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Thousands of people demonstrate against Bukele government in El Salvador

Thousands of people marched in the Salvadoran capital on Wednesday against the government of President Nayib Bukele, which protesters say has concentrated too much power, weakened the independence of the courts and could be re-elected.

Some protesters are also protesting Bukele’s controversial decision to make Bitcoin cryptocurrency legal tender in El Salvador, the first country to do so. Officials deployed a digital wallet known as “Chivo” a week ago, but the system has been frequently shut down for maintenance.

The populist president elected in 2019 has maintained great popularity with his vows to eradicate the corruption that plagued the country’s traditional parties. But some Salvadorans say he is becoming “a dictator” and Wednesday’s march was the first major protest against his government.

“Now is the time to stand up for democracy,” said one of the protesters, former Supreme Court Justice Sidney Blanco. “This march is symbolic, it represents weariness with so many violations of the Constitution.”

Bukele’s New Ideas Party won a majority in Congress this year and immediately after taking its seats in the National Assembly in May, it replaced the five members of the Constitutional Chamber and the independent Attorney General who had opposed to many of Bukele’s earlier actions.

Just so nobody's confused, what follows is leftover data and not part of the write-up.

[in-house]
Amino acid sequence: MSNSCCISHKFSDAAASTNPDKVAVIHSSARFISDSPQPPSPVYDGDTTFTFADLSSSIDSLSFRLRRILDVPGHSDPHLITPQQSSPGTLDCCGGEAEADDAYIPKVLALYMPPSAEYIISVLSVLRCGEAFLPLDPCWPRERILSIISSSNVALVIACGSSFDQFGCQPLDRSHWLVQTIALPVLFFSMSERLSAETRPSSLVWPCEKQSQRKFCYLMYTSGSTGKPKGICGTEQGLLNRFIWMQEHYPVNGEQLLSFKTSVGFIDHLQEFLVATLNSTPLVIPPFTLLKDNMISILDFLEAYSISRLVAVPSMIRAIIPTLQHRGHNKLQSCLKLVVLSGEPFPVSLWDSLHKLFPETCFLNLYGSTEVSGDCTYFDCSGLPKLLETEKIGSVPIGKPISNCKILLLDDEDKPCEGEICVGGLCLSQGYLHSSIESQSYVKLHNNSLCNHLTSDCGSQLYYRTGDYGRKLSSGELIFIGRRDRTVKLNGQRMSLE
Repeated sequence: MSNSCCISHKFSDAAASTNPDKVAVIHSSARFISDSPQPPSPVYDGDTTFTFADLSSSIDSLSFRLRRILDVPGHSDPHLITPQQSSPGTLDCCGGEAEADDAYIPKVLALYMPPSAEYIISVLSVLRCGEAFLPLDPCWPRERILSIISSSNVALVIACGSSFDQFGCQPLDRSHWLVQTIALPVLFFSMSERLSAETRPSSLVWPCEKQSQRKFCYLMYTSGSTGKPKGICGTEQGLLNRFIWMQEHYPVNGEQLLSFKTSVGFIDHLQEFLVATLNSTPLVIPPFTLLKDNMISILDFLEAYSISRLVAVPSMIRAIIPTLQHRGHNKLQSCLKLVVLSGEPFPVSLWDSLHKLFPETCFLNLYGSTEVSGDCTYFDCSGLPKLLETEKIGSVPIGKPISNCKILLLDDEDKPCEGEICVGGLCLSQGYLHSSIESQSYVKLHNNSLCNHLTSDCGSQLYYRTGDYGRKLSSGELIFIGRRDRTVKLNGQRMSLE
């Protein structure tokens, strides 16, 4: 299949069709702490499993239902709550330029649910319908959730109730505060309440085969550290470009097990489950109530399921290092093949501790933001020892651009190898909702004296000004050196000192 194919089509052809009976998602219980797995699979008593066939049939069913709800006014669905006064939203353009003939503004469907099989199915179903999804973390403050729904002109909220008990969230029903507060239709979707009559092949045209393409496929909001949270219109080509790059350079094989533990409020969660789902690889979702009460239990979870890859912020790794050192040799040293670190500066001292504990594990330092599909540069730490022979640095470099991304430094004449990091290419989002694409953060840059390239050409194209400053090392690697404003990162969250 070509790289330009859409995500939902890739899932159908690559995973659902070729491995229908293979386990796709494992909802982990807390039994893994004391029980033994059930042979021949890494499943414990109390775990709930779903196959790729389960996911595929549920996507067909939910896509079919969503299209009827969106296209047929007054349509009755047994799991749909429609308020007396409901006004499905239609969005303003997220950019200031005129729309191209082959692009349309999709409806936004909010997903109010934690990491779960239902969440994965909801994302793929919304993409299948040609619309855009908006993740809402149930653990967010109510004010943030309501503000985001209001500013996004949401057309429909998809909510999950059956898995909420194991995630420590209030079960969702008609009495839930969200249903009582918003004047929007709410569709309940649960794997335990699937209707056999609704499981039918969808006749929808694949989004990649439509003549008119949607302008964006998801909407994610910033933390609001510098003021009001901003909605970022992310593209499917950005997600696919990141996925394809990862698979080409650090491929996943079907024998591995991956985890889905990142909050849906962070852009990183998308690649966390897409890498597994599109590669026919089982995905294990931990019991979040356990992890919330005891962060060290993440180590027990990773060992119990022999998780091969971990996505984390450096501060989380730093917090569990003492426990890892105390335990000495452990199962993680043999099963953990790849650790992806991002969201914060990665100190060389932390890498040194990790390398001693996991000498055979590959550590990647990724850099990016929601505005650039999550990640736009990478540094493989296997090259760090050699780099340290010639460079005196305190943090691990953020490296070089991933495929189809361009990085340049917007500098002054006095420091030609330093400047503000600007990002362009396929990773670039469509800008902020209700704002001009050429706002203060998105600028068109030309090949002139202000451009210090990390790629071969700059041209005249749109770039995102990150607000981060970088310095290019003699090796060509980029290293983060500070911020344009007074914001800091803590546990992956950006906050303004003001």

Soon after, the Constitutional Chamber rejected what had long been interpreted as a constitutional ban on consecutive presidential re-election, paving the way for Bukele to potentially run for a second term in 2024. Bukele has yet to announce his intention to run for office. get re-elected, but critics assume he will.

Milton Brizuela, head of the country’s medical association, said “judicial independence is important to us”.

The digital wallet appears to have been overburdened by the large number of Salvadorans seeking to take advantage of the $ 30 bonus that the government has put in each account to encourage adoption.

Bukele, the main proponent of the use of cryptocurrency, acknowledged that the government’s three-month rollout may be too ambitious. He said technical issues prevented the app from working on certain types of phones.

The government’s enthusiastic adoption of bitcoin as legal tender with the U.S. dollar has sparked some skepticism since Bukele announced it in a video recorded in English and shown at a bitcoin conference in Miami in June. Bitcoin is subject to large fluctuations in value within minutes.

Any company with the technological capability to do so is required to accept payment in bitcoin, but no citizen is required to use it.

Recent opinion polls in El Salvador have indicated that a majority of Salvadorans oppose making it an official currency. Also according to Bukele, there are now half a million users of the digital payment system in the Central American nation.


The Independent Gt

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